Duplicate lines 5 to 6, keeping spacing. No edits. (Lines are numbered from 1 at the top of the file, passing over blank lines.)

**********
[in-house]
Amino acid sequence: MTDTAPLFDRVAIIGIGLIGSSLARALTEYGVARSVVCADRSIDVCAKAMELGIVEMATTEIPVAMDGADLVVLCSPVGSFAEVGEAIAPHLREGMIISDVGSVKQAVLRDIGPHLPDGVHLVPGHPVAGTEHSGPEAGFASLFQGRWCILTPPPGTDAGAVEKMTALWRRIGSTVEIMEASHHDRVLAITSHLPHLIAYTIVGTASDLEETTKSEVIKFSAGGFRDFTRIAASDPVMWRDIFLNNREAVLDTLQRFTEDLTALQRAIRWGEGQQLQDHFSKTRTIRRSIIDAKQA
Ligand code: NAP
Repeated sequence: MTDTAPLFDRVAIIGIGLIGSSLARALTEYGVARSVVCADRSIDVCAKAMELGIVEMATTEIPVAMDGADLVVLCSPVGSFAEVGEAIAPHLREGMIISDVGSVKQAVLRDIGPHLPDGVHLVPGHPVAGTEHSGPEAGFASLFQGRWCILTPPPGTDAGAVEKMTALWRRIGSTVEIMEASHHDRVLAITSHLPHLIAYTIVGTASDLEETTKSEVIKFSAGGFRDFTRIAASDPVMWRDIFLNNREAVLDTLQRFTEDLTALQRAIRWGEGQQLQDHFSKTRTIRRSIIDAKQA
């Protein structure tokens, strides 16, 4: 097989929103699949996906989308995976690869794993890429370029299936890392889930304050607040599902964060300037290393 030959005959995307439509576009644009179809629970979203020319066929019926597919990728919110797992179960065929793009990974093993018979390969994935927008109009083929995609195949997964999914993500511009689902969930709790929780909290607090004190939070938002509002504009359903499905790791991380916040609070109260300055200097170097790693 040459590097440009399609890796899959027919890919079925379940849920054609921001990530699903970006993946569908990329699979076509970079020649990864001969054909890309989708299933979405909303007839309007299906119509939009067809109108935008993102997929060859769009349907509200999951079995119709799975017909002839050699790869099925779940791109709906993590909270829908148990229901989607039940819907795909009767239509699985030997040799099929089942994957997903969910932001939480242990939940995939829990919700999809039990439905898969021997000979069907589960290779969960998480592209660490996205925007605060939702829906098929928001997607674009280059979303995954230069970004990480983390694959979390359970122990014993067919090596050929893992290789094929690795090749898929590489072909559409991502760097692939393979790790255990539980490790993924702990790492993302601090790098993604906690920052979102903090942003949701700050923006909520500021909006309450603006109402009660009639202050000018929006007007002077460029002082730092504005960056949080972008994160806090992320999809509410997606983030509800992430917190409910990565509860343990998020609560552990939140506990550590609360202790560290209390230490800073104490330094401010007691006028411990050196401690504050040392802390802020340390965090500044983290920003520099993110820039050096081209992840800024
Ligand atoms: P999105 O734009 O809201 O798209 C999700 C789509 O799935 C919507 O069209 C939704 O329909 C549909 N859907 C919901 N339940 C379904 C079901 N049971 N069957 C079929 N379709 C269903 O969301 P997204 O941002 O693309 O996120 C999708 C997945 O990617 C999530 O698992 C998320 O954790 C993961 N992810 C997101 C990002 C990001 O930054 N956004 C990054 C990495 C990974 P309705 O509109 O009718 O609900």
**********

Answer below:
């Protein structure tokens, strides 16, 4: 097989929103699949996906989308995976690869794993890429370029299936890392889930304050607040599902964060300037290393 030959005959995307439509576009644009179809629970979203020319066929019926597919990728919110797992179960065929793009990974093993018979390969994935927008109009083929995609195949997964999914993500511009689902969930709790929780909290607090004190939070938002509002504009359903499905790791991380916040609070109260300055200097170097790693 040459590097440009399609890796899959027919890919079925379940849920054609921001990530699903970006993946569908990329699979076509970079020649990864001969054909890309989708299933979405909303007839309007299906119509939009067809109108935008993102997929060859769009349907509200999951079995119709799975017909002839050699790869099925779940791109709906993590909270829908148990229901989607039940819907795909009767239509699985030997040799099929089942994957997903969910932001939480242990939940995939829990919700999809039990439905898969021997000979069907589960290779969960998480592209660490996205925007605060939702829906098929928001997607674009280059979303995954230069970004990480983390694959979390359970122990014993067919090596050929893992290789094929690795090749898929590489072909559409991502760097692939393979790790255990539980490790993924702990790492993302601090790098993604906690920052979102903090942003949701700050923006909520500021909006309450603006109402009660009639202050000018929006007007002077460029002082730092504005960056949080972008994160806090992320999809509410997606983030509800992430917190409910990565509860343990998020609560552990939140506990550590609360202790560290209390230490800073104490330094401010007691006028411990050196401690504050040392802390802020340390965090500044983290920003520099993110820039050096081209992840800024
Ligand atoms: P999105 O734009 O809201 O798209 C999700 C789509 O799935 C919507 O069209 C939704 O329909 C549909 N859907 C919901 N339940 C379904 C079901 N049971 N069957 C079929 N379709 C269903 O969301 P997204 O941002 O693309 O996120 C999708 C997945 O990617 C999530 O698992 C998320 O954790 C993961 N992810 C997101 C990002 C990001 O930054 N956004 C990054 C990495 C990974 P309705 O509109 O009718 O609900």